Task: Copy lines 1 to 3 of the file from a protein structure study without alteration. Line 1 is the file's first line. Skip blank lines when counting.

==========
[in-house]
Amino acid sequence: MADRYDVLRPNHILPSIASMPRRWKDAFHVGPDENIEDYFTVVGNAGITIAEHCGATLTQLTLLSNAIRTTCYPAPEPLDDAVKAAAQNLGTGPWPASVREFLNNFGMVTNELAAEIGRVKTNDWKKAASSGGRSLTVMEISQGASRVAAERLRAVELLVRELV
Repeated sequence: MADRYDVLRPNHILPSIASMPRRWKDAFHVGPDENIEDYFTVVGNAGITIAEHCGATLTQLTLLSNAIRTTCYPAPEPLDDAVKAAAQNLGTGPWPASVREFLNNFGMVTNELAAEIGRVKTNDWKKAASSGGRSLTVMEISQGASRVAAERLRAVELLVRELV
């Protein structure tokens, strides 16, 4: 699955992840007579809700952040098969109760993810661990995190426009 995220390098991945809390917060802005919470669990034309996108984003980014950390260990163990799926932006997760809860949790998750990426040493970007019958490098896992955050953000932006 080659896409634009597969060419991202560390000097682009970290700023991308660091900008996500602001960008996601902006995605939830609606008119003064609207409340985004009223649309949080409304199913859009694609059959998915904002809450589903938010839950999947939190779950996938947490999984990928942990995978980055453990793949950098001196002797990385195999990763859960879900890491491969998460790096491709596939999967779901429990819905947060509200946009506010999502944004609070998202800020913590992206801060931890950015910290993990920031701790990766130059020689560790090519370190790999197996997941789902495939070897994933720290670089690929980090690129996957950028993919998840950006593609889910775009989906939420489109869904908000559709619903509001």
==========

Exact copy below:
[in-house]
Amino acid sequence: MADRYDVLRPNHILPSIASMPRRWKDAFHVGPDENIEDYFTVVGNAGITIAEHCGATLTQLTLLSNAIRTTCYPAPEPLDDAVKAAAQNLGTGPWPASVREFLNNFGMVTNELAAEIGRVKTNDWKKAASSGGRSLTVMEISQGASRVAAERLRAVELLVRELV
Repeated sequence: MADRYDVLRPNHILPSIASMPRRWKDAFHVGPDENIEDYFTVVGNAGITIAEHCGATLTQLTLLSNAIRTTCYPAPEPLDDAVKAAAQNLGTGPWPASVREFLNNFGMVTNELAAEIGRVKTNDWKKAASSGGRSLTVMEISQGASRVAAERLRAVELLVRELV